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Cross-border LTL Q&A with FreightPlus SVP

AskWaves looks at the intersection of reshoring and LTL with Curtis Garrett

AskWaves looks at cross-border LTL shipping. (Photo: Jim Allen/FreightWaves)

Cross-border freight flows have been increasing for years but interest around shipping from Mexico and Canada into and out of the United States has amplified since the pandemic. Many companies are rethinking their supply chains given issues sourcing product abroad, with some looking to bring manufacturing closer to end markets in North America. As this occurs, supply chain managers will continue to search for ways to effectively ship goods into the country, including less-than-truckload delivery. 

Mexico’s Maquiladora structure allows foreign companies the ability to import goods and materials into Mexico for assembly or manufacturing while avoiding duties and valued-added taxes.

“As U.S. and Canadian companies turn more Mexican facilities online due to an abundance of cheaper labor, there will be much more cross-directional traffic moving across both the north and south U.S. borders,” Curtis Garrett, senior vice president at FreightPlus and founder and chief creative at Understand LTL, told FreightWaves.

FreightWaves: What does the LTL cross-border shipping process look like? What are some of the differences?

Garrett: Shipment pricing particulars like class, base rates, discounts and minimums follow normal U.S. guidelines and pricing, which are much different that domestic shipments in Canada and Mexico.

Pricing freight in Canada is typically based on hundredweight and pallet rates. This prevents the need to drill into classifications and pay licensing for carrier or neutral base rates like in the U.S. LTL world. In some ways, however, Canadian and Mexican LTL is less evolved and less complex than where we are in our country. That’s both a pro and a con in my opinion.

The extra layer of complexity in cross-border LTL exists because of the specific paperwork, customs clearing requirements and an additional party [a customs agent] being involved. There are more parties involved, potentially creating bottlenecks.

FreightWaves: Do U.S. carriers want to be involved with cross-border shipments?

Garrett: Yes, from what I’ve seen in the U.S. LTL market, most carriers, particularly those with strong Canadian or Mexican partnerships, are actively seeking more cross-border business. This is partially due to the excellent handoff networks they’ve created with their counterparts in either country. They either have pickup or delivery cost eliminated in the transaction, and being the larger party in the deal they can negotiate favorable rates with Mexican or Canadian carriers.

FreightWaves: It seems like rail and full truckload have dominated the cross-border freight market. Why is LTL becoming more popular?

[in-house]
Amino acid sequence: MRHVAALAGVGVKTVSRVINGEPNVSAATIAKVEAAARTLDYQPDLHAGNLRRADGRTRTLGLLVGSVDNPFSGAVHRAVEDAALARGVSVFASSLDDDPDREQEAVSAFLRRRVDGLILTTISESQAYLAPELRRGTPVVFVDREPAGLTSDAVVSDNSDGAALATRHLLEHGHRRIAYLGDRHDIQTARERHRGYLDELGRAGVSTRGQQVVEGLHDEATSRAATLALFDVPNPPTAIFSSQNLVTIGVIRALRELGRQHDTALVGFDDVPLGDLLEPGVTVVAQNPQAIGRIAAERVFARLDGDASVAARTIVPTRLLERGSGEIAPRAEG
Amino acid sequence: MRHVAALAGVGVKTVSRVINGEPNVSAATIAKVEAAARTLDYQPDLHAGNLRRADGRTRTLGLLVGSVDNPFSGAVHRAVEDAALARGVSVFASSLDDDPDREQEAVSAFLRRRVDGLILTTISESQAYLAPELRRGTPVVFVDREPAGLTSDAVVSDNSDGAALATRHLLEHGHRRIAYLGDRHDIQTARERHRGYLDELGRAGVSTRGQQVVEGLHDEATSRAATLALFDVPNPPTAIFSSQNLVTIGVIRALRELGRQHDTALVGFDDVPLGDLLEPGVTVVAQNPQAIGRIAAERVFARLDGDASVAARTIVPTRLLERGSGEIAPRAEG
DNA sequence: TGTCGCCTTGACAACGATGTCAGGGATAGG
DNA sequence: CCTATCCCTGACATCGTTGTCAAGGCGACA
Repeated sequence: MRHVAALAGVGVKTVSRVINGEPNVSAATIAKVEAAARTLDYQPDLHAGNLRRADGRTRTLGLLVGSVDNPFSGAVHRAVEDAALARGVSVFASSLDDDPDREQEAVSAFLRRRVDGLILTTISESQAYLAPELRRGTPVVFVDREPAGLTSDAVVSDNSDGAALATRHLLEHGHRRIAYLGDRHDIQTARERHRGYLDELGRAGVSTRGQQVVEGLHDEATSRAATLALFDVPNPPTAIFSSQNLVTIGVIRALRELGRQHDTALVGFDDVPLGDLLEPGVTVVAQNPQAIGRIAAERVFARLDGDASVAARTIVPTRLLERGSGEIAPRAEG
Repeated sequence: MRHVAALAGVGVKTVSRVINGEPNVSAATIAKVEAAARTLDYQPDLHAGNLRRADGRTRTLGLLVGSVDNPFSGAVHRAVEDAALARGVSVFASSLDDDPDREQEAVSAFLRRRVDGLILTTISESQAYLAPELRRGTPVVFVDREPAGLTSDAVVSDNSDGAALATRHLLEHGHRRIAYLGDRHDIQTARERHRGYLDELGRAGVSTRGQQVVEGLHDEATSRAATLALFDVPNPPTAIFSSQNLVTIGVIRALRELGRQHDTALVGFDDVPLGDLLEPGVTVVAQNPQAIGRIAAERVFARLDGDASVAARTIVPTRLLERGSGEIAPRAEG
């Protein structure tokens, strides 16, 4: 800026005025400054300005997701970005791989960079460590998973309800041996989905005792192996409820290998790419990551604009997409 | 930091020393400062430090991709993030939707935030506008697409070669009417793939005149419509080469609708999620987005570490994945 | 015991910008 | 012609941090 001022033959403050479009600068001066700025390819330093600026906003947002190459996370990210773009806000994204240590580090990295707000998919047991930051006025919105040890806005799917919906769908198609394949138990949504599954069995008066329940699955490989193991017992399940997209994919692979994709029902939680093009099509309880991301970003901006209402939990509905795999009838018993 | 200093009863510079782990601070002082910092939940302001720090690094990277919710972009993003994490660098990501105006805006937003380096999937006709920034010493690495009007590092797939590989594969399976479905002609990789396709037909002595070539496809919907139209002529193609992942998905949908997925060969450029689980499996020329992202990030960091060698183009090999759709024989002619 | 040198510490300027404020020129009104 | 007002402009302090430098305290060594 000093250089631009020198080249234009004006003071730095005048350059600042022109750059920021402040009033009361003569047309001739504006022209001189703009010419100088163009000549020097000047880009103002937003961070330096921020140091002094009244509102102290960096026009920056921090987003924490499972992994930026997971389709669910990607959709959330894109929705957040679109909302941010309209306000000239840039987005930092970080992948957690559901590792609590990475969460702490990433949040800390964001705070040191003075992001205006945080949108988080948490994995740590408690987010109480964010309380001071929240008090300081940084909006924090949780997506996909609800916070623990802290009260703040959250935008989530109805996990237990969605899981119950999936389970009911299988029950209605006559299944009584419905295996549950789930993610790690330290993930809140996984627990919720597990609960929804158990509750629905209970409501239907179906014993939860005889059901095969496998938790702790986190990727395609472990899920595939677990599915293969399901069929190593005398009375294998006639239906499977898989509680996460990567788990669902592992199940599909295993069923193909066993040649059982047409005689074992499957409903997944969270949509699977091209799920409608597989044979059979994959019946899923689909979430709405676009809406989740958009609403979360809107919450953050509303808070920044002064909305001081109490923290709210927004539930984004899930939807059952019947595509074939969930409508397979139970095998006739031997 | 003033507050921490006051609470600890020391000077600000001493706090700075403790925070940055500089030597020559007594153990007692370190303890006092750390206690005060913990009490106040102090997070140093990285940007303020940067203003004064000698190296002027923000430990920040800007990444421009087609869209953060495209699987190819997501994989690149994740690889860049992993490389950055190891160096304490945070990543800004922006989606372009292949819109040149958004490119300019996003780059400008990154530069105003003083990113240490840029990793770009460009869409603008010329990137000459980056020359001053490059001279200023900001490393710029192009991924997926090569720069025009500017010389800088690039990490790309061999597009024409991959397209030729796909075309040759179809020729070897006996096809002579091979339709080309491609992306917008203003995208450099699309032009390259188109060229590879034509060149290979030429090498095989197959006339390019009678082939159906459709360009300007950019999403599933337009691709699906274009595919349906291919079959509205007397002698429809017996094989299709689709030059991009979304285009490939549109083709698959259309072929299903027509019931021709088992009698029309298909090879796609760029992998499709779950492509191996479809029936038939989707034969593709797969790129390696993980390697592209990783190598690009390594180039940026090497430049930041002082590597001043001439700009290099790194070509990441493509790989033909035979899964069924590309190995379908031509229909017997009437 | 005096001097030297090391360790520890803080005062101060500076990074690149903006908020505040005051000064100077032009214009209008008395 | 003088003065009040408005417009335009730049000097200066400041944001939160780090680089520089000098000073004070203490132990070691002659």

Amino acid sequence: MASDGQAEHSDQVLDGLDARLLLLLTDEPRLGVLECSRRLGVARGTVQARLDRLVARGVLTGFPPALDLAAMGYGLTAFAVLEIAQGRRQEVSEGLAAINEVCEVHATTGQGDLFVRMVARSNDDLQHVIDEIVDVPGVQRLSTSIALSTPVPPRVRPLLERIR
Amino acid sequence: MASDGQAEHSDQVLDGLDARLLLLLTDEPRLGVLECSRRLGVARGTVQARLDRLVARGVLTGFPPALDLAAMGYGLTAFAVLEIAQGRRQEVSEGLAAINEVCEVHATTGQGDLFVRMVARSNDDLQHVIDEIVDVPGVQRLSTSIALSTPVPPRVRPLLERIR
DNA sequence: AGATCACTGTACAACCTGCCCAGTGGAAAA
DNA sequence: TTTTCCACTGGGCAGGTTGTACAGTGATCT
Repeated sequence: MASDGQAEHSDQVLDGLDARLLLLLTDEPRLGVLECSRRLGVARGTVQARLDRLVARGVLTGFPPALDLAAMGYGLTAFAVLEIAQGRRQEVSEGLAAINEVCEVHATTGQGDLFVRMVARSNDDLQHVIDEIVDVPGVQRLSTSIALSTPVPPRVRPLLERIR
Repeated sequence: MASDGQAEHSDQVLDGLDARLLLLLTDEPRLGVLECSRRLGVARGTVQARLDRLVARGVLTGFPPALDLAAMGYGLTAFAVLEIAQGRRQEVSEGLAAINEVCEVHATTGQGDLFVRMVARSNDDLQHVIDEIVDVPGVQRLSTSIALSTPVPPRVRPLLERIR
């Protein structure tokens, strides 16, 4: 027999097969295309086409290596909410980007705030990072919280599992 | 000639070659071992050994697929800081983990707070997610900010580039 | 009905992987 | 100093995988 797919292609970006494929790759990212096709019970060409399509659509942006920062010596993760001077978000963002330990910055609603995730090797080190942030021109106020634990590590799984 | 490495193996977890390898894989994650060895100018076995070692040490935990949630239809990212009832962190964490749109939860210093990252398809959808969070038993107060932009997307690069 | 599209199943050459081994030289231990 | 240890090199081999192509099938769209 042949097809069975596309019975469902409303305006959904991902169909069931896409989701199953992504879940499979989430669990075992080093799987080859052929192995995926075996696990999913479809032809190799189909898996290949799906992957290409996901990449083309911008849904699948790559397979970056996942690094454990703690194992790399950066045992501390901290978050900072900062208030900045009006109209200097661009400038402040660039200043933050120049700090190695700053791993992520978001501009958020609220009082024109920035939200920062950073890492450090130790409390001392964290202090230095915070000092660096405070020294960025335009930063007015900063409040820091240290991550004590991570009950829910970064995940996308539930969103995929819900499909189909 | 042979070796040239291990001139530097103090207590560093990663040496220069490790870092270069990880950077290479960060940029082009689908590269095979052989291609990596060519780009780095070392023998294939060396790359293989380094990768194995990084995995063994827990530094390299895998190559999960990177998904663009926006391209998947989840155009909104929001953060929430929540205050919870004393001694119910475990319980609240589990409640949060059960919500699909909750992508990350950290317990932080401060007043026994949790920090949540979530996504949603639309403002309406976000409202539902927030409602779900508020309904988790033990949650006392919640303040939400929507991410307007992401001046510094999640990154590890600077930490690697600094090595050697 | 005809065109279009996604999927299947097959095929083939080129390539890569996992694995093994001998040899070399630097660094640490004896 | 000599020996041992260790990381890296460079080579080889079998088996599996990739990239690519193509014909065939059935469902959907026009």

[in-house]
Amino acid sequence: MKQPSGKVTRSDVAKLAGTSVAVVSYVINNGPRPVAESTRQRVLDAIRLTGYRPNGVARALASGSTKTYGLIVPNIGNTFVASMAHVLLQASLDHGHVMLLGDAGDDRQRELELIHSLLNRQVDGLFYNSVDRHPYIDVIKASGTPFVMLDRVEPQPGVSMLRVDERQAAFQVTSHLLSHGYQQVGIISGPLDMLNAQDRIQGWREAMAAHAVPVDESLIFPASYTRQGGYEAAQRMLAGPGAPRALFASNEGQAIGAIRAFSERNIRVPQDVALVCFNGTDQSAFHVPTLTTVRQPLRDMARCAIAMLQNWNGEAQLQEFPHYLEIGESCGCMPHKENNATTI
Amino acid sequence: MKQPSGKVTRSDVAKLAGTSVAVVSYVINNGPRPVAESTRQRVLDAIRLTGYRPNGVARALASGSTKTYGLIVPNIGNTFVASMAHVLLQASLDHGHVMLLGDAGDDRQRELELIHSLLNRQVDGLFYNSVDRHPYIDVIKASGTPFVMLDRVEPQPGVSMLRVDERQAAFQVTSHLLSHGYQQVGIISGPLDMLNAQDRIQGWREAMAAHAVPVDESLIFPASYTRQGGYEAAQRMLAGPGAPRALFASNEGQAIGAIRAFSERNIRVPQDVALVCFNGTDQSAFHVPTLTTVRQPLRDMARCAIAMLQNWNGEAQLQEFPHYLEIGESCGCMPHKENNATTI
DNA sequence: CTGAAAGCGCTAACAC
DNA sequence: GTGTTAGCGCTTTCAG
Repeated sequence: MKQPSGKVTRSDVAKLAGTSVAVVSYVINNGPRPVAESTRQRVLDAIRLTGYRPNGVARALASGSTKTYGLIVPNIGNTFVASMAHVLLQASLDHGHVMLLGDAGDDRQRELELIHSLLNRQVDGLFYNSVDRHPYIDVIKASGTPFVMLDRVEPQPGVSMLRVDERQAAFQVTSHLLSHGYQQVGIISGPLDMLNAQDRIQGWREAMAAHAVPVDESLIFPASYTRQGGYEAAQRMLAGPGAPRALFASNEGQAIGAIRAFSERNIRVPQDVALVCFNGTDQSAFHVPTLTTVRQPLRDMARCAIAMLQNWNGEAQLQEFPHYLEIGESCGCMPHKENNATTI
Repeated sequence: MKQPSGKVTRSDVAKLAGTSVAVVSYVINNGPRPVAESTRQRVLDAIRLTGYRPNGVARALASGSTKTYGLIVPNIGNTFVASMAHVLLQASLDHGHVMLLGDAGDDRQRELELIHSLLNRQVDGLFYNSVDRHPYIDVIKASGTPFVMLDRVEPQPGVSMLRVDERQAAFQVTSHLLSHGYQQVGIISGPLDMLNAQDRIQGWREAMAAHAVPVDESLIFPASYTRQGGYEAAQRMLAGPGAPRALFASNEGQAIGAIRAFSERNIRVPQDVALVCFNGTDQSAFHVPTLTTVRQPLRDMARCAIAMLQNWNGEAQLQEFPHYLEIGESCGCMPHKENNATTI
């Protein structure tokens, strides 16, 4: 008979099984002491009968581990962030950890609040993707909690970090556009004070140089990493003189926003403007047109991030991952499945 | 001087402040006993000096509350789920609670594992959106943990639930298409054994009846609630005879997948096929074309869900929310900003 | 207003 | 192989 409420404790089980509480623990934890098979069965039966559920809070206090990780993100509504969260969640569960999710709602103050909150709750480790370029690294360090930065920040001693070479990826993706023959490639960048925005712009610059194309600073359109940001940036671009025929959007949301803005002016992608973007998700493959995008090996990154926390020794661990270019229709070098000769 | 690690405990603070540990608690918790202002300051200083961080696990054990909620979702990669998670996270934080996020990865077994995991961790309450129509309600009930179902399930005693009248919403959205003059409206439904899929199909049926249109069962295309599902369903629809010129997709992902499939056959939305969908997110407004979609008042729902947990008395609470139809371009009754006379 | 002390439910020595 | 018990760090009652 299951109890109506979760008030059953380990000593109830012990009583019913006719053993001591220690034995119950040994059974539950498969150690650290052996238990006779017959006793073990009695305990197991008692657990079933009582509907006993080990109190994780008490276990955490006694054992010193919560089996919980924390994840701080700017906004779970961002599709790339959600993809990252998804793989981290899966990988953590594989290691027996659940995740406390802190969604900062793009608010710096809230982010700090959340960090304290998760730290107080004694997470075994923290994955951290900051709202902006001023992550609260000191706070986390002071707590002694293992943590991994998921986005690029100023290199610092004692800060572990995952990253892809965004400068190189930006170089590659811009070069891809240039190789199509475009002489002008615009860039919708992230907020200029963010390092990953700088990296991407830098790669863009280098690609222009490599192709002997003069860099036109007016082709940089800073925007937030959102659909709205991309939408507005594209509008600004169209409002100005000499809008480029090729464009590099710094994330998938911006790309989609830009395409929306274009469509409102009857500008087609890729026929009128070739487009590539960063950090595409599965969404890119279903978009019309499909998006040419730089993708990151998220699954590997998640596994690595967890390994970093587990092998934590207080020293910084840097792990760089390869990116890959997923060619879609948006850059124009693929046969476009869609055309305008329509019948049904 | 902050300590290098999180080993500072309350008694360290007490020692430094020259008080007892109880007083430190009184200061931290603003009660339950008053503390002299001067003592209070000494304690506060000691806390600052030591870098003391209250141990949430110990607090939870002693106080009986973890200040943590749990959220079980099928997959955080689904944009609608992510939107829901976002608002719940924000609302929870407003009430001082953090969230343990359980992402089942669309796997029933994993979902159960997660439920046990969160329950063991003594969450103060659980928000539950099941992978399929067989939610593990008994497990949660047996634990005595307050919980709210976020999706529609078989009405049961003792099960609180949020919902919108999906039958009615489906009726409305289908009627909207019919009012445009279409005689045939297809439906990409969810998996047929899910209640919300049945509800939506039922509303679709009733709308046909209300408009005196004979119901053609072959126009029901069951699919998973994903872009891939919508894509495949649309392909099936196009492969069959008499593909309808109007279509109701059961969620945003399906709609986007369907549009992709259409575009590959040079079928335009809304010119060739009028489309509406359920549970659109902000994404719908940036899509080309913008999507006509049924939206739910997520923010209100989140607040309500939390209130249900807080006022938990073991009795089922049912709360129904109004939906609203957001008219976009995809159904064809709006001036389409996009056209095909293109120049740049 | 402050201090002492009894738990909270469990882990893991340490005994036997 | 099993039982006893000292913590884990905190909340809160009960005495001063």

Garrett: It’s true that quite a bit of consolidation of freight happens at warehouses on either side of the borders, which is why historically full truckload has thrived more. This will continue on some level — however, the need for just-in-time and a more nimble supply chain will also grow and cross-border North American freight is no exception. LTL carriers — if proven to provide a similar service, priced well with low friction to the customer — will be used more often.

FreightWaves: What do the economics look like for carriers?

Garrett: Shipment complexity and a smaller pool of capable carriers presents an opportunity.

A lot of the larger U.S. national carriers actively pursue cross-border freight. It tends to operate well for them, and according to most pricing programs, the rates are quite aggressive for freight to certain Canadian provinces and places in Mexico.

FreightWaves: Do you have to be a participating carrier in the Customs and Trade Partnership Against Terrorism (C-TPAT)? 

Garrett: Not technically, but to be a serious player, yes. Most of your larger regionals and national LTL carriers are all C-TPAT members. This helps speed things up.

FreightWaves: Who are some of the LTL carriers with notable cross-border operations?

Garrett: Large Canadian carriers like Speedy Transport, Manitoulin Transport, Day & Ross and Midland Transport specialize in cross-border LTL freight. Almex is the largest LTL carrier in Mexico.

In the U.S., most of the national LTLs and some of the regionals provide cross-border services by way of partnerships. Some of the LTL carriers best known for it are Estes, Saia, Old Dominion and XPO. Estes and Saia are two that really push for this business and both have knowledgeable professionals running their cross-border programs.

FreightWaves: How do the partnerships work?

Garrett: Most carriers rely on relationships with third-party carriers to provide an interline service, essentially relaying the trailers to a partner with appropriate operating authority at the border.

FreightWaves: Has reshoring had an impact on cross-border LTL freight yet or is it still too early?

Garrett: I believe it will — and we are just starting to see the impact of that. However, the next two to three years will really tell the tale here.

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Todd Maiden

Based in Richmond, VA, Todd is the finance editor at FreightWaves. Prior to joining FreightWaves, he covered the TLs, LTLs, railroads and brokers for RBC Capital Markets and BB&T Capital Markets. Todd began his career in banking and finance before moving over to transportation equity research where he provided stock recommendations for publicly traded transportation companies.